There are also a couple of types of "assurance vie" accounts here in France that are excluded from consideration for ISF purposes due to their retirement aspect, that resemble IRAs and other section 401 types of investments. Plus, at the AARO tax seminars I attended, when the question was asked, the tax attorneys said that they advise their clients not to include their IRAs and similar accounts in their ISF declarations.
Cheers,
Bev
 

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Paragraph 18 2-c (ii):



There are also a couple of types of "assurance vie" accounts here in France that are excluded from consideration for ISF purposes due to their retirement aspect, that resemble IRAs and other section 401 types of investments. Plus, at the AARO tax seminars I attended, when the question was asked, the tax attorneys said that they advise their clients not to include their IRAs and similar accounts in their ISF declarations.
Cheers,
Bev
Bev, thank you. I have the french version of the treaty with this language, but am having trouble finding the english version. Would you please provide the URL to it. Thanks, Lef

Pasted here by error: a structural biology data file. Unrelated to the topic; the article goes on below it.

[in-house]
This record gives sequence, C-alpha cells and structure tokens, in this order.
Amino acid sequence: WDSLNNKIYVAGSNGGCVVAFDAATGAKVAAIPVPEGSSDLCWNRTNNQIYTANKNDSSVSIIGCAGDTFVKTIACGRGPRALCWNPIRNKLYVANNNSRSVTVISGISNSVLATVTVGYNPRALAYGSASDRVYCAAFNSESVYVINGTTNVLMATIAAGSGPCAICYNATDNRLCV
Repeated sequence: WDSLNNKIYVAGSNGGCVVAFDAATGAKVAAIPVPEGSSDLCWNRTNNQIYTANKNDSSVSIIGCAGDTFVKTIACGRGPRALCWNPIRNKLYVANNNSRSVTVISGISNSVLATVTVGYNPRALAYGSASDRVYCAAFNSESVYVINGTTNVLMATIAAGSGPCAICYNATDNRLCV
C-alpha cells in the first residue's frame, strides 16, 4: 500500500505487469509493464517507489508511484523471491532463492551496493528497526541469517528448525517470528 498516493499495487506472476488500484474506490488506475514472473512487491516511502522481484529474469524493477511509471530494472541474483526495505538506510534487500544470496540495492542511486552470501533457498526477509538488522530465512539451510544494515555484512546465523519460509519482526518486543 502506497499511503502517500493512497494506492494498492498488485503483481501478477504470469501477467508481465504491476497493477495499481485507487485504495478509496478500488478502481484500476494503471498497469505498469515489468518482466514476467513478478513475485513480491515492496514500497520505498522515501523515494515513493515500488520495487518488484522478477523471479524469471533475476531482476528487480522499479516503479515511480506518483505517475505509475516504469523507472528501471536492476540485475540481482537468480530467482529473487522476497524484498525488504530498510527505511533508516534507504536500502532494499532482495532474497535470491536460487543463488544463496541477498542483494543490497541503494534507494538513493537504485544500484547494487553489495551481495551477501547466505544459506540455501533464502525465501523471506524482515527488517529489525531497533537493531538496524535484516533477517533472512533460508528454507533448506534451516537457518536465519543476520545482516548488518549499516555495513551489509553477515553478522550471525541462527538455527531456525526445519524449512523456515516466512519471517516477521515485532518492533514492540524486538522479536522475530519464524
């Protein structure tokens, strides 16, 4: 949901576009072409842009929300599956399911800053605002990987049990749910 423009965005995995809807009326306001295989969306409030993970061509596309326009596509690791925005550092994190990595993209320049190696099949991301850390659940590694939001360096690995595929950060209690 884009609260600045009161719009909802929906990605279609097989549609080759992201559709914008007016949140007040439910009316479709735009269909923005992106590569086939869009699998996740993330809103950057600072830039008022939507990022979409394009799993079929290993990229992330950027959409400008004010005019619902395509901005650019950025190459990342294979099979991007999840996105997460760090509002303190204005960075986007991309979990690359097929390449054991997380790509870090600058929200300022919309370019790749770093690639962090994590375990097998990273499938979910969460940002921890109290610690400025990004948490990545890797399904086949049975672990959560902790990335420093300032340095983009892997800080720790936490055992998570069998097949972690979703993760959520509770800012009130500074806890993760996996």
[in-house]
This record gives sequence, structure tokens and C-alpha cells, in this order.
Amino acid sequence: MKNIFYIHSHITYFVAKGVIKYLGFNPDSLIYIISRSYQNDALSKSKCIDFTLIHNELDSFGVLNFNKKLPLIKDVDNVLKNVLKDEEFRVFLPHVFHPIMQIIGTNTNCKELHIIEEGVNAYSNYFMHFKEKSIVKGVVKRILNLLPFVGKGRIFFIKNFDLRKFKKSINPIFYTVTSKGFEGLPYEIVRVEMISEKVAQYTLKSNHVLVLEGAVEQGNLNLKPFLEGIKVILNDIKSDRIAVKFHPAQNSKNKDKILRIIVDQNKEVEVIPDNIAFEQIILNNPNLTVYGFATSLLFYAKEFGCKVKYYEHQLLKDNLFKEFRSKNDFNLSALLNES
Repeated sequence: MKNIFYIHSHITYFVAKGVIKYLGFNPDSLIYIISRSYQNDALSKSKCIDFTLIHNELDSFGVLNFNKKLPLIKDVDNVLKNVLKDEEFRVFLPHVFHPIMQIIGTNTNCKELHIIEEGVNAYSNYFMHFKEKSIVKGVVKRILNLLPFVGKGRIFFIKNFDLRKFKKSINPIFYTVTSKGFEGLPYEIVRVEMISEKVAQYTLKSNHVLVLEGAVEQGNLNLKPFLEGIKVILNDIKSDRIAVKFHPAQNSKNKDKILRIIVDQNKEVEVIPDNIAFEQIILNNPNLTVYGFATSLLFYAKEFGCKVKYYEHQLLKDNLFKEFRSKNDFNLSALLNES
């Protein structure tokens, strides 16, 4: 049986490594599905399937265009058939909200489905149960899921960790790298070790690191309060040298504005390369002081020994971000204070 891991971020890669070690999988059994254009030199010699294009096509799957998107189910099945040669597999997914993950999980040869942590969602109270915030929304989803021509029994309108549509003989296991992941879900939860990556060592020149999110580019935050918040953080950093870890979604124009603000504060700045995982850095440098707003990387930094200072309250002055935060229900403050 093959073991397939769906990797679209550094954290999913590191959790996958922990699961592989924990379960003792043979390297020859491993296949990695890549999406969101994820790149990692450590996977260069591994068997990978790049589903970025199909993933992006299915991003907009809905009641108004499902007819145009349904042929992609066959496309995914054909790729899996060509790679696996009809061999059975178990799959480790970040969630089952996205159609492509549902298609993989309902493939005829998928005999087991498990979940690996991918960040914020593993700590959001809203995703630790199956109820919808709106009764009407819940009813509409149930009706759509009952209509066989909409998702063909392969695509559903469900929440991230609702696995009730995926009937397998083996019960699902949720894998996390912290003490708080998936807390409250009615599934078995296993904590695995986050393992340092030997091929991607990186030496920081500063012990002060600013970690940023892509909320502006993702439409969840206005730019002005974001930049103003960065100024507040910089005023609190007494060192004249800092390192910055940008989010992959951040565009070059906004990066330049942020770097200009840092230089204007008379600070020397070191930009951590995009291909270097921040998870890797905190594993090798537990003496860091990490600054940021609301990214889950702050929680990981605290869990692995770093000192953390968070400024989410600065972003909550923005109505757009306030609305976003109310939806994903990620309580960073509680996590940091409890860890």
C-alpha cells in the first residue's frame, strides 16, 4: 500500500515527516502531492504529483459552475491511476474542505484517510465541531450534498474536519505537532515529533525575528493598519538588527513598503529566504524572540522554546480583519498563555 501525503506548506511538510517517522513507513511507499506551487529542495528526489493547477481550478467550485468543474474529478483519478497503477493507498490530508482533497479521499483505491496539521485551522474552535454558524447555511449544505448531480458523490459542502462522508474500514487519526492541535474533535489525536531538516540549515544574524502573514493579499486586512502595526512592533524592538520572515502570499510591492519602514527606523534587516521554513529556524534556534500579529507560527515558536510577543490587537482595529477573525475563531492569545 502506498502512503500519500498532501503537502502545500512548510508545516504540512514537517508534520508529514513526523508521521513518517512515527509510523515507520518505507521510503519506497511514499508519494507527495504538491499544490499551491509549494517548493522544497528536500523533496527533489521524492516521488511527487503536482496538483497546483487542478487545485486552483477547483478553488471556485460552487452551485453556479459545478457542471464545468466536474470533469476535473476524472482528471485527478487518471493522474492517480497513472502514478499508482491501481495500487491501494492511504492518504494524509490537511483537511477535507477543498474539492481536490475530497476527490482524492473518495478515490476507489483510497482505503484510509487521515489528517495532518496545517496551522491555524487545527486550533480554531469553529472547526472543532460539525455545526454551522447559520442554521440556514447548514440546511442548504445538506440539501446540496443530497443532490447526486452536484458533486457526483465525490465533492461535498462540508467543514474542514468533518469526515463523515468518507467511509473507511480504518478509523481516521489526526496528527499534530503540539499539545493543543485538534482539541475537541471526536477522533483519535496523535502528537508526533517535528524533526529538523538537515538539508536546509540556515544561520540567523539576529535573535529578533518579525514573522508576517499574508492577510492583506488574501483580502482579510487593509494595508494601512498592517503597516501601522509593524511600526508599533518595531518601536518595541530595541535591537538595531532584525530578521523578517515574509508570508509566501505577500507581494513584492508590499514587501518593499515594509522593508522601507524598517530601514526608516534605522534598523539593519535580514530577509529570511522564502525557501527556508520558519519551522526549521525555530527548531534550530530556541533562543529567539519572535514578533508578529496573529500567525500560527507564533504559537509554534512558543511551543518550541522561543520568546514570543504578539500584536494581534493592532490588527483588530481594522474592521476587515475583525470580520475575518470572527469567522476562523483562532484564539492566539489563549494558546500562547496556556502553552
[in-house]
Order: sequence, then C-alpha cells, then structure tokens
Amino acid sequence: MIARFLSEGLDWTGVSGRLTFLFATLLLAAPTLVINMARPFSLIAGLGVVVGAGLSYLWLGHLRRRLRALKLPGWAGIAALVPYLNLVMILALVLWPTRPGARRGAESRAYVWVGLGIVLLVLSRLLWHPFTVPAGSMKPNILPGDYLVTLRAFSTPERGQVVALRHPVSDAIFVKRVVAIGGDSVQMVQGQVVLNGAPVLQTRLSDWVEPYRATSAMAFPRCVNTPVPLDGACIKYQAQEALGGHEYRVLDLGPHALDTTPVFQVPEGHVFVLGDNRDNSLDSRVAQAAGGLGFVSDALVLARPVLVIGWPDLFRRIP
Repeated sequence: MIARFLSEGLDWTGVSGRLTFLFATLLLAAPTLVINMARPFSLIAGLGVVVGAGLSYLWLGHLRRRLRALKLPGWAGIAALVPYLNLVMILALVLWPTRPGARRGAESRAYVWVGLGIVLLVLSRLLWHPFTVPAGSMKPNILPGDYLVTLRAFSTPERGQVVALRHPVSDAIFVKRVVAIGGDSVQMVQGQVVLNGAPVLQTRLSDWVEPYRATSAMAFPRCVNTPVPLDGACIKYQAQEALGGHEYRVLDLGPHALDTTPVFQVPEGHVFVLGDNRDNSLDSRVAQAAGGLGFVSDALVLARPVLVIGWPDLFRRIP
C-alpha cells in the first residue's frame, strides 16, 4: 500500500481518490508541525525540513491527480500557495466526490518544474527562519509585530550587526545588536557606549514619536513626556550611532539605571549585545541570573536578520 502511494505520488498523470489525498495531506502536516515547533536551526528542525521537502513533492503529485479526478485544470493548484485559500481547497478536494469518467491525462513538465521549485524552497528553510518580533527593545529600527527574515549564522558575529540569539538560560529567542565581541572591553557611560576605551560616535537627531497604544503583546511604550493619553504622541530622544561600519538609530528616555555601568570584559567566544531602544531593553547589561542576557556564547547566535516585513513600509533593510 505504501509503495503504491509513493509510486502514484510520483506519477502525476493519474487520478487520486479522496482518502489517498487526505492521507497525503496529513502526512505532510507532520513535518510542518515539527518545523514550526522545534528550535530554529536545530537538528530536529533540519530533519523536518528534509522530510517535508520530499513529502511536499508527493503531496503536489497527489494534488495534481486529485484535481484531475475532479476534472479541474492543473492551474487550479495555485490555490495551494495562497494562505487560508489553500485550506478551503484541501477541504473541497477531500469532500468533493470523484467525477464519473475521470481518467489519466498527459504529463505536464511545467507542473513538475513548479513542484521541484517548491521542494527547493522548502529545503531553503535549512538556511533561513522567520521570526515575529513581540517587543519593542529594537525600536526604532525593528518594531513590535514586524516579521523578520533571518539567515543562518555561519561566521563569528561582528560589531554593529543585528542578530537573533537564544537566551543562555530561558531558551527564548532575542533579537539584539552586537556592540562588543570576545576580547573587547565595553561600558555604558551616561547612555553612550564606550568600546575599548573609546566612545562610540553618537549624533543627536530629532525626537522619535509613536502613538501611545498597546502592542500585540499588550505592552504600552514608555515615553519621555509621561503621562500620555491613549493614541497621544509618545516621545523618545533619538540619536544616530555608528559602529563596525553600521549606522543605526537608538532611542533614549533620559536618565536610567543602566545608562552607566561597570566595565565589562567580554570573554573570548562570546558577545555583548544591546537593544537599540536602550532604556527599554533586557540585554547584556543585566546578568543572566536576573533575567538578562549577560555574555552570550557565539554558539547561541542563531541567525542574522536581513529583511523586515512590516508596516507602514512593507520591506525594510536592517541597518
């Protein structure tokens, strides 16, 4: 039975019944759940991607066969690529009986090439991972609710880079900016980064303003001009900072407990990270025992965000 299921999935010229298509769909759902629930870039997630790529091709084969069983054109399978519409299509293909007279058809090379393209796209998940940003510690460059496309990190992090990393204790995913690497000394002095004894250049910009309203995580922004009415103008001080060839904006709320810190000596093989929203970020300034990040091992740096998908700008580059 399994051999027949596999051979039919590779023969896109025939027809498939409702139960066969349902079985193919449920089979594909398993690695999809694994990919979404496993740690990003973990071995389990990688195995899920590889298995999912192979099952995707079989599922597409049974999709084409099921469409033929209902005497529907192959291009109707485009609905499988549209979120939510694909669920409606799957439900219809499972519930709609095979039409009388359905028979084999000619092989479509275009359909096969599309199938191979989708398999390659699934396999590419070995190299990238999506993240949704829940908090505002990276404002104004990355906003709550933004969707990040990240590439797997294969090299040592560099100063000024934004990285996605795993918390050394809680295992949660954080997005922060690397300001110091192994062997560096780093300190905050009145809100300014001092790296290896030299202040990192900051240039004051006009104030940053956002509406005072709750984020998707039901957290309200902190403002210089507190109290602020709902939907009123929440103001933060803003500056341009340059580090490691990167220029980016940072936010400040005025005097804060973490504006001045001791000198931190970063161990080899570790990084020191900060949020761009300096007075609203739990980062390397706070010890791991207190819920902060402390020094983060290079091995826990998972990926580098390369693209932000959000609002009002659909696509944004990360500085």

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Thanks much, I was missing the 2004 protocol. I guess that it is too much to expect that the IRS would come up with a consolidated document!
That's always been my gripe in all this. I initially found the consolidated version on the Fisc website - in French, but better than the multi-document version the IRS provides. Stumbled onto the consulate consolidated version in English, no less, and refer to that one now exclusively. Vive la France!
Cheers,
Bev
 

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Paragraph 18 2-c (ii):



There are also a couple of types of "assurance vie" accounts here in France that are excluded from consideration for ISF purposes due to their retirement aspect, that resemble IRAs and other section 401 types of investments. Plus, at the AARO tax seminars I attended, when the question was asked, the tax attorneys said that they advise their clients not to include their IRAs and similar accounts in their ISF declarations.
Cheers,
Bev
Hi Bev, forgive my ignorance, my retirement is in an IRA, what do you mean by not including IRA's in an ISF declarations, what's an ISF

Thanks,
Mark

Okay, I see it's Wealth Tax. I'm still lost on this. I thought we were required to report all income.